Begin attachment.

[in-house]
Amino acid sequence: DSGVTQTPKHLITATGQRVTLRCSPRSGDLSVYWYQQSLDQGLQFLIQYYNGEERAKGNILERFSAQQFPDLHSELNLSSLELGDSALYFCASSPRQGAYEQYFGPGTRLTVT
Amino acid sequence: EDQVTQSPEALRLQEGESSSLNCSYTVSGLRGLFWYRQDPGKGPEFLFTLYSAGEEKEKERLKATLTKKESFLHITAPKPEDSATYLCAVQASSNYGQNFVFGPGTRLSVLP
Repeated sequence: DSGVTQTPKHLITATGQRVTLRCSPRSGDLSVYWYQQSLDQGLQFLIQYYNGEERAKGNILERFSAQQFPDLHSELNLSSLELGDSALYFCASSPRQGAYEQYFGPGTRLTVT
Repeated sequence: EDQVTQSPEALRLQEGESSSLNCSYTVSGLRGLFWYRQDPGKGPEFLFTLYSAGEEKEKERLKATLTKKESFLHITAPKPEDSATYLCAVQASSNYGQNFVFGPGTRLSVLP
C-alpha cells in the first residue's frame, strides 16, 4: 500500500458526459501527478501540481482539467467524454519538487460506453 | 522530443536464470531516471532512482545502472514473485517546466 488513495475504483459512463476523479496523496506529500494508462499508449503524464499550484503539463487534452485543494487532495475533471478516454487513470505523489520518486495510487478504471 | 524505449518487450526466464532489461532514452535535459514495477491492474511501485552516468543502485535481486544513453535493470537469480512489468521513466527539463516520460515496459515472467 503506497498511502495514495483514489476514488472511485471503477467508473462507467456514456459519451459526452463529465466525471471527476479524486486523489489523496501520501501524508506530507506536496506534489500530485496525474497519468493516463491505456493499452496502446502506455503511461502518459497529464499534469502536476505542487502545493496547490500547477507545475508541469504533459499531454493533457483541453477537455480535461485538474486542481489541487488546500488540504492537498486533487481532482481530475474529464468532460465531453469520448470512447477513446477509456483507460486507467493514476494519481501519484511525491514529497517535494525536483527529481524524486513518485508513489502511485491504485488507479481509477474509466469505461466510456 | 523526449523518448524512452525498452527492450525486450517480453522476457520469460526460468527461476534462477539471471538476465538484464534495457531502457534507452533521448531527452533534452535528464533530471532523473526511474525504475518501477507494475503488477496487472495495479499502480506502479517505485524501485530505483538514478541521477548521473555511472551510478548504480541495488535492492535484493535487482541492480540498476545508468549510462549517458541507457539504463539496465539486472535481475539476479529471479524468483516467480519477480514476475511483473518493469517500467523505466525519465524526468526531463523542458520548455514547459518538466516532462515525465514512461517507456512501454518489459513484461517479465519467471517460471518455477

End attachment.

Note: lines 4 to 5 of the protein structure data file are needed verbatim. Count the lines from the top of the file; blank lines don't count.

Repeated sequence: DSGVTQTPKHLITATGQRVTLRCSPRSGDLSVYWYQQSLDQGLQFLIQYYNGEERAKGNILERFSAQQFPDLHSELNLSSLELGDSALYFCASSPRQGAYEQYFGPGTRLTVT
Repeated sequence: EDQVTQSPEALRLQEGESSSLNCSYTVSGLRGLFWYRQDPGKGPEFLFTLYSAGEEKEKERLKATLTKKESFLHITAPKPEDSATYLCAVQASSNYGQNFVFGPGTRLSVLP